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Internal and External Conflict
Transcript of Internal and External Conflict
All of the conflicts described were results of the inherent human nature which Golding described. Selfishness, fear, greed, violence, evil- things we cannot escape because they are a part of us. The defects, the problems in this microcosm of society showed the true darkness of man's heart.
Internal and External Conflict in Lord of the Flies
Jack's Obsession with Killing Pigs
"He tried to convey the compulsion to track down and kill that was swallowing him up.
'I went on. I thought, by myself-'
The madness came into his eyes again,"
(Golding, 51). Chapter 2.
Missed Chance to Escape
" 'There was a ship out there. You said you'd keep the fire going and you let it out!' "
(Golding, 70). Chapter 3.
" 'We've seen the beast with out own eyes. No- we weren't asleep-' "
(Golding, 100). Chapter 6.
The Division of Tribes
" 'I'm going off by myself. He can catch his own pigs. Anyone who wants to hunt when I do can come too,' "
(Golding, 127). Chapter 8.
The Guilt of Killing Simon
" 'That was Simon.'
'You said that before.'
'That was murder,' "
(Golding, 156). Chapter 10.
The Death of Piggy and the Conch
"The rock struck Piggy, a glancing blow from chin to knee; the conch exploded into a thousand white fragments and ceased to exist."
- (Golding, 181). Chapter 11.
The Loss of Innocence
"And in the middle of them, with filthy and matted hair, and unwiped nose, Ralph wept for the end of innocence, the darkness of man's heart, and the fall through the air of a true, wise friend called Piggy,"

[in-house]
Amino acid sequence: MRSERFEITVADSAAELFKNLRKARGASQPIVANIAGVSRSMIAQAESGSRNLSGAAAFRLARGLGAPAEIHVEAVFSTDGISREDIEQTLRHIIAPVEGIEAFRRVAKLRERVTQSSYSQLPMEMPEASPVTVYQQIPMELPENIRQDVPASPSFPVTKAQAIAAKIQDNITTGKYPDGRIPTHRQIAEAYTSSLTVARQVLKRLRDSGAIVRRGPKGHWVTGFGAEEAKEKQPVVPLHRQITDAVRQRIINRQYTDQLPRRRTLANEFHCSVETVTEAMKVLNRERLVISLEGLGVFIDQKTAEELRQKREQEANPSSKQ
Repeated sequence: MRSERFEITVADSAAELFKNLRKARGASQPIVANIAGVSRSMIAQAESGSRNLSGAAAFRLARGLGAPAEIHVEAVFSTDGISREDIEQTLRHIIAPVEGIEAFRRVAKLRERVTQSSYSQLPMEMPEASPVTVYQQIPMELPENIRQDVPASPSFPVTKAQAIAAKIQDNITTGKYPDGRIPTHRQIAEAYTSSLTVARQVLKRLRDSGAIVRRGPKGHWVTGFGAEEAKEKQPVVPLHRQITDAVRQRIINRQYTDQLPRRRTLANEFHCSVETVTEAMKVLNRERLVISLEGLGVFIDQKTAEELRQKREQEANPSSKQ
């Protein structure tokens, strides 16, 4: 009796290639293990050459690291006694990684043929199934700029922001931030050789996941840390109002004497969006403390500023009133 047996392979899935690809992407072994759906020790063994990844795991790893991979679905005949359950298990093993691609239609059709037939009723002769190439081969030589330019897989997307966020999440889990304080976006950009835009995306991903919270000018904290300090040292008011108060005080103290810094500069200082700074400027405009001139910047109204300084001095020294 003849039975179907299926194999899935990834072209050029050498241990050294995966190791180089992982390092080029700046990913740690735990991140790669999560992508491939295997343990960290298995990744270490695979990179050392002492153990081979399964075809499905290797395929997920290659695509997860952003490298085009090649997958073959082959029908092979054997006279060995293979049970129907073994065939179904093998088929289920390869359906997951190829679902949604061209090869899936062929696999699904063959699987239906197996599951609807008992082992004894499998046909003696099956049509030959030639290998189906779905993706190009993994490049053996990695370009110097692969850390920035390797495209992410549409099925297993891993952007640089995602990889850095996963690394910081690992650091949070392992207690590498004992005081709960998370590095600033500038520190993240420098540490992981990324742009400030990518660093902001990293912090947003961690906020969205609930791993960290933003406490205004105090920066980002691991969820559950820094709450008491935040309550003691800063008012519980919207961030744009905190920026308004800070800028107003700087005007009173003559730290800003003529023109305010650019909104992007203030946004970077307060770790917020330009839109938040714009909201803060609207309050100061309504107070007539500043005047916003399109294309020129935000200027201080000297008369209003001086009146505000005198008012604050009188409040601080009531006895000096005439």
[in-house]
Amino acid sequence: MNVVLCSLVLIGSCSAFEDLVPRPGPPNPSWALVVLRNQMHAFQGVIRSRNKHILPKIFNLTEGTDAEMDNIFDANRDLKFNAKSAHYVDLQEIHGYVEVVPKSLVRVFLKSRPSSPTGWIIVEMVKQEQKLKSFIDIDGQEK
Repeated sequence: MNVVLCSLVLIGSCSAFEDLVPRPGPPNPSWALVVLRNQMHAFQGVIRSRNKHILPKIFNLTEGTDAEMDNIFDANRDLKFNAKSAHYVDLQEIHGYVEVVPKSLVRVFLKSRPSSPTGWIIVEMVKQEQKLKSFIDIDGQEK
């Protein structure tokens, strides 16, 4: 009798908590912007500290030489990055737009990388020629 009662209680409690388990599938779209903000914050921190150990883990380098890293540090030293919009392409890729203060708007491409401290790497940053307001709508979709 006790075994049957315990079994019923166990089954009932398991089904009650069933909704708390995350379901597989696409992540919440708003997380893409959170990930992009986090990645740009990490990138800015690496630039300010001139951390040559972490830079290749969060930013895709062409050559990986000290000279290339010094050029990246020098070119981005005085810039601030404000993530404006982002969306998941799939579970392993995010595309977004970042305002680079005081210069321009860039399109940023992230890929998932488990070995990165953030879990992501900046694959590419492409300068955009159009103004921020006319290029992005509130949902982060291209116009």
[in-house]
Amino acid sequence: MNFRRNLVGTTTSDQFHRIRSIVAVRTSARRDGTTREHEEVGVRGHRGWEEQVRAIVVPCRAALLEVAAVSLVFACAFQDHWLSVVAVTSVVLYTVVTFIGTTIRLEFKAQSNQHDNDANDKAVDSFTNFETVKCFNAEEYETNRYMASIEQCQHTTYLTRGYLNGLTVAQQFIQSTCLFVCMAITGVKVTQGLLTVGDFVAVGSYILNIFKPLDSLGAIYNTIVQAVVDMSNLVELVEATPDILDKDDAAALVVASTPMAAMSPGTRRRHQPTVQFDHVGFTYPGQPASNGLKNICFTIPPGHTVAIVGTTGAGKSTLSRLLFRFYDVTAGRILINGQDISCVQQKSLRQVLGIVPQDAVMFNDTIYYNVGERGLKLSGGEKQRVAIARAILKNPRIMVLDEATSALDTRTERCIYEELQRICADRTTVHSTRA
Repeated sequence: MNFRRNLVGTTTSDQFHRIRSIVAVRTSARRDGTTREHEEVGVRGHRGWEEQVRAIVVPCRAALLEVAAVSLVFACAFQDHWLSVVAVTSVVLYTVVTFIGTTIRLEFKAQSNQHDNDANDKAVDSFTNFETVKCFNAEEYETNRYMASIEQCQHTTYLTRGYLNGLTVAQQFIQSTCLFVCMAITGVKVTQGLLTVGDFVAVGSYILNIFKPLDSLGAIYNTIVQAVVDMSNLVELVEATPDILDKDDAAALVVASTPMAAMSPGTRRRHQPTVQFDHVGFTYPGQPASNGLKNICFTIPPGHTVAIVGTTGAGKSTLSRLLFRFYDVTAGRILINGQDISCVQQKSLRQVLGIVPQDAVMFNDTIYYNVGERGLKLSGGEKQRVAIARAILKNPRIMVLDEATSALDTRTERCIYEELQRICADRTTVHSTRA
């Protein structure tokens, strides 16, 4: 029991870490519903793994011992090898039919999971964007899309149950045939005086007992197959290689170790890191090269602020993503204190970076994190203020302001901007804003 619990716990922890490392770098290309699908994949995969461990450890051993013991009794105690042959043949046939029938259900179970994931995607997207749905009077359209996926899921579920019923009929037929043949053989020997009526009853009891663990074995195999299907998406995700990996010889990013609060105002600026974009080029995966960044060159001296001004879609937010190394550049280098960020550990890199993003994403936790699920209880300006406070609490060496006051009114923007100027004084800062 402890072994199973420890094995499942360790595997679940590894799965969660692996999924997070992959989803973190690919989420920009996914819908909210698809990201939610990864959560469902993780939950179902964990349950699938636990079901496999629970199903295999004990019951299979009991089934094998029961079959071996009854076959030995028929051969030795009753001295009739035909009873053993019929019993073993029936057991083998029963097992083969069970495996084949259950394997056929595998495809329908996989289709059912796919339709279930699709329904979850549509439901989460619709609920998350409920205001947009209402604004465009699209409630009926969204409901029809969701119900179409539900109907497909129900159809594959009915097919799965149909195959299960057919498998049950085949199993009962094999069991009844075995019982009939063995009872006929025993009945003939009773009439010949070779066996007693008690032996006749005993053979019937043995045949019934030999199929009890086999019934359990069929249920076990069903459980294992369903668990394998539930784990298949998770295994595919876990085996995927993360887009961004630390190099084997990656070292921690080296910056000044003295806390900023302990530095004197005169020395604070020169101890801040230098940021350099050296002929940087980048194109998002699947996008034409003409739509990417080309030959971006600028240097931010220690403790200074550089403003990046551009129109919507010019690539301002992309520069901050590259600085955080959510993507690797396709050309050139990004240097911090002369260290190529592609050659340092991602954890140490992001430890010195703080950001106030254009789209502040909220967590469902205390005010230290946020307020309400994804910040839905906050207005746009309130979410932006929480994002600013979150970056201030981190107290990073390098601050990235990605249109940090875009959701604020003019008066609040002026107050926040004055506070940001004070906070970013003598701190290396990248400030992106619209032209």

(Golding, 202). Chapter 12.
This quote marks the beginning of Jack's internal decline into savagery, a problem he struggles with on a mental level. It begins with the need to kill pigs, but grows into the groups' downfall.
Here we see savagery being put above civilization for the first time. The hunters letting out the fire creates huge conflict with Ralph, who antagonizes the hunters for letting a chance to escape pass.
The possible presence of a beast, as shown by the quote, is an ongoing fear and problem for the boys. It is a conflict which plays a part in driving the group apart and Simon's death.
This quote, in which Jack creates his own tribe, is start of complete chaos and savagery. The external conflict between Ralph and Jack is more evident than ever.
In this quote, we see Ralph realizing the weight of their actions, the reality of them, which is a heavy internal burden and conflict. Neither him, Piggy, nor Samneric can believe or accept what they did and deny the truth.
With both Piggy and the conch gone, Ralph is left powerless and without allies or civilization. This external confrontation, physical conflict, leaves him alone with the savages.
After all the killing and savagery has ended, all that the boys are left with is the guilt and weight of their actions. They must live with and internally face the fact that everything that happened was of their doing, that innocence is gone.
1. . http://www.dvdtalk.com/reviews/60951/lord-of-the-flies/